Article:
Celtic Digital Initiative



The aim of the Celtic Digital Initiative (CDI) is to make scarce resources available in an electronic format to students and scholars, both within UCC and beyond. This initiative has been jointly funded by the Department of Early and Medieval Irish and by the Quality Promotion Unit (from its Quality Improvement Fund) and is an ongoing project; it is hoped to add more material to the site as time and finances allow.

There are five major sections: Images (digitised pictures of interest to Celticists), Text Archive (PDF files of rare material), Articles (PDF files of selected publications by staff members), Celtic Noticeboard (an area devoted to announcements of forthcoming conferences, events, vacancies, publications etc.) and Celtic journals (tables of contents of journals of Celtic studies interest).

One of the major desiderata within the field of Celtic Studies is the provision of an electronic resource of materials similar to that provided by JSTOR in other subject areas. This need is particularly acute in Celtic Studies as so much important material is to be found in hard-to-access sources, many of great age and not in great condition. As an example, let us examine this question solely from the point of view of medieval Irish: we are particularly fortunate in having both CELT, the Corpus of Electronic Texts and ISOS, Irish Script on Screen active in our field of study. CELT makes available a large searchable database of Irish literature while ISOS provides high quality digital images of Irish manuscripts. However, the standard editions of many of the texts contained in both CELT and ISOS, along with detailed studies of them, are not available in electronic format and indeed are often only preserved in hard-to-access sources, many of which are out of print. Providing this material in electronic format completes the set of digital tools necessary for a thorough examination of our medieval literary culture in the Irish language; the case is similar for sources in the other Celtic languages.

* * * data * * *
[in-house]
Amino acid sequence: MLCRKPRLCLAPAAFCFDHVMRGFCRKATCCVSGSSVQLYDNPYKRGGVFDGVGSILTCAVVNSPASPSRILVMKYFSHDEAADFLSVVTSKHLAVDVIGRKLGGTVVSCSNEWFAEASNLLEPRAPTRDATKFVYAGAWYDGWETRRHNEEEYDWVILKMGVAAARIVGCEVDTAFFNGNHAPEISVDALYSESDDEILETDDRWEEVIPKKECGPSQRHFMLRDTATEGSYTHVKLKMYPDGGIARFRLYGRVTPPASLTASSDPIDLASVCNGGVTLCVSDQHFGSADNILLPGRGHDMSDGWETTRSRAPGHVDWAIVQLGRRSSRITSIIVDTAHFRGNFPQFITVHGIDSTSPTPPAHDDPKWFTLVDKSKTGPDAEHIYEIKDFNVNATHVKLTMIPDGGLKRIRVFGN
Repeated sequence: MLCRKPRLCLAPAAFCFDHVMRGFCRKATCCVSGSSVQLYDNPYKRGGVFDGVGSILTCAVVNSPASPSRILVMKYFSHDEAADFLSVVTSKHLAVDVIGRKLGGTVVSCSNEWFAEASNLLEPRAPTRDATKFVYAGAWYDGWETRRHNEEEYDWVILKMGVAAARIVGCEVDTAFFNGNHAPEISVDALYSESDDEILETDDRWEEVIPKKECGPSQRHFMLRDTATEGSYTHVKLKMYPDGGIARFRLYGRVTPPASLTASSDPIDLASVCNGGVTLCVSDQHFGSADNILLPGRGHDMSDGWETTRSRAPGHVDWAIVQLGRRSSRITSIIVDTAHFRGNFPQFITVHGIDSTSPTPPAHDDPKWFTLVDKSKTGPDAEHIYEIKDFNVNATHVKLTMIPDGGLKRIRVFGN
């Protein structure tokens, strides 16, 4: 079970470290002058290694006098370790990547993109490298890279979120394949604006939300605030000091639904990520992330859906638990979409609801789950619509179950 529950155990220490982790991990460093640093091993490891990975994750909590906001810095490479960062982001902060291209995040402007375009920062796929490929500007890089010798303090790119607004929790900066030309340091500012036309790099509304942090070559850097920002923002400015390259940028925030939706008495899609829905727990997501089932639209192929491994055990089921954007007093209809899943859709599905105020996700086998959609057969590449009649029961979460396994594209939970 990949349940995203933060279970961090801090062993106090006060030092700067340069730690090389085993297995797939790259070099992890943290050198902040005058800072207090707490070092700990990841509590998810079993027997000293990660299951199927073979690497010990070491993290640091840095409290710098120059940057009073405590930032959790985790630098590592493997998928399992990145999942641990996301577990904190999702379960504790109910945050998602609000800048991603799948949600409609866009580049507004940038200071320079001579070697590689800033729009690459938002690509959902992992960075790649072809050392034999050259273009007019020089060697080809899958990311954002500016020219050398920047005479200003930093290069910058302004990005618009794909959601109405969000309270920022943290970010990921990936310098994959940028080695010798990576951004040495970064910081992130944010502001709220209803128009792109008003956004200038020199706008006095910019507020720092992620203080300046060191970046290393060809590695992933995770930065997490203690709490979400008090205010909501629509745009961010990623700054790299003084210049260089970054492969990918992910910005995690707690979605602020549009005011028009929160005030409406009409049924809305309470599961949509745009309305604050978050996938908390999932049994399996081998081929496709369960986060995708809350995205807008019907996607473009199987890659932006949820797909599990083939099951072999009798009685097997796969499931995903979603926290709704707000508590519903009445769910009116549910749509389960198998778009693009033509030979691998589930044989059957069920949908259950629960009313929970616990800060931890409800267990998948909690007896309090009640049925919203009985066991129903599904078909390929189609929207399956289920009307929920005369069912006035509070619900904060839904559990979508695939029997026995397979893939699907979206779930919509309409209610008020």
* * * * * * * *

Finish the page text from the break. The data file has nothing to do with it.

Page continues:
What is ultimately needed is a complete digital archive (like JSTOR) which can accommodate the main Celtic Studies journals along with the many important books, monographs and periodicals which are out of print or difficult to access (see now the Digital Library of Core Resources on Ireland [PDF] under Dr Paul Ell). Such a digital resource should be self-financing by relying on subscriptions from libraries and individual scholars, and should be able to make money to keep the archive up to date as well as generating income for all the participating Celtic Studies journals. The Celtic Digital Initiative is a small first step in this direction, showing how such a resource might function within Celtic Studies.

Kevin Murray/Caitríona Ó Dochartaigh



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